What is legal Standing?
Legal standing, or locus standi, refers to the right or capacity to bring an action or to appear in a court. Domestic legislation generally requires a nexus between the offense and the damage suffered by a person to grant him/her legal standing for criminal or civil legal proceedings. Constitutional, administrative, or class action procedures have different requirements for standing. Standing for collective damages follows a different principle than the nexus, focuses on the damage, and is often based on the representation of collective rights.
For some victims, especially in corruption-related cases, establishing a direct nexus is an insurmountable obstacle that prevents them from obtaining reparation for their harm.
The United Nations Office on Drugs and Crime (UNODC) notes that in corruption-related cases, some groups of persons may not be readily considered victims, and their legal standing may be denied when they cannot prove a direct and specific interest. It echoes the observation of the Office of the United Nations High Commissioner for Human Rights (OHCHR), which states that tracing the damage caused by the theft of public assets to a particular victim, a group of victims, or to a specific entity, represents an obstacle in some instances. On the other hand, in some cases –including accident or malpractice victims created by corruption or indigenous groups whose lands are affected – courts have agreed that victims can show the required nexus.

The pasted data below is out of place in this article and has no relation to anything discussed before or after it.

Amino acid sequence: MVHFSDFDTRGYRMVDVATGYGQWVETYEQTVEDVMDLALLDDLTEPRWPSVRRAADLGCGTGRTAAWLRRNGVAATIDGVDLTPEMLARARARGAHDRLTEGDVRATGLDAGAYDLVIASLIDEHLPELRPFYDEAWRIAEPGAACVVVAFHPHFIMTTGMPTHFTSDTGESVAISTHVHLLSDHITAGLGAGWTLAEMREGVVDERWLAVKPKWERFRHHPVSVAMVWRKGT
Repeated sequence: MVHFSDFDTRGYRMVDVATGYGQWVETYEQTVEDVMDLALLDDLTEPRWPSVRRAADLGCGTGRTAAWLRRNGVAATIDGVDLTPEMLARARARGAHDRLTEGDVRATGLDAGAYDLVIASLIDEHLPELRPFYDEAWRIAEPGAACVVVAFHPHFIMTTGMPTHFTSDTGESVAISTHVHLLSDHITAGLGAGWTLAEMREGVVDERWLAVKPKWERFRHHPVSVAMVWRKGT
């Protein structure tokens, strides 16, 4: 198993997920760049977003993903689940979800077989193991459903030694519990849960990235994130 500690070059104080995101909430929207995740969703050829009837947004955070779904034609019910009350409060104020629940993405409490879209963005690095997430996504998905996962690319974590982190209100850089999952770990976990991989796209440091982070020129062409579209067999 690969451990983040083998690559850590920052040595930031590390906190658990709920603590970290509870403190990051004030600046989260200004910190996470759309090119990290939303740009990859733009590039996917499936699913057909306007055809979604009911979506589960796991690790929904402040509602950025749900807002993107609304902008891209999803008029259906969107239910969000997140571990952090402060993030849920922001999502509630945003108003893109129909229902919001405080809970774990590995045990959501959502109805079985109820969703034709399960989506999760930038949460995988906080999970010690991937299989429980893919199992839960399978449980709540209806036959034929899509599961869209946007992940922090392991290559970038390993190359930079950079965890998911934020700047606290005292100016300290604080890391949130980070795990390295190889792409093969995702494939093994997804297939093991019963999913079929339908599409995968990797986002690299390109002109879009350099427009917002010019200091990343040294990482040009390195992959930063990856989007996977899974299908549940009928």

To overcome this difficulty, some jurisdictions have granted civil society organizations’ legal standing in corruption cases, allowing them to initiate litigation, represent groups of victims and claim redress on behalf of the public interest. Within the framework of this database, the notion of “legal standing for CSOs and/or citizens” encompasses the right or capacity of a civil society organization, a citizen, or a group of citizens to bring an action and be represented on behalf of themselves or of the public interest before the courts of a jurisdiction, whether in criminal, civil or administrative proceedings, in a corruption-related case.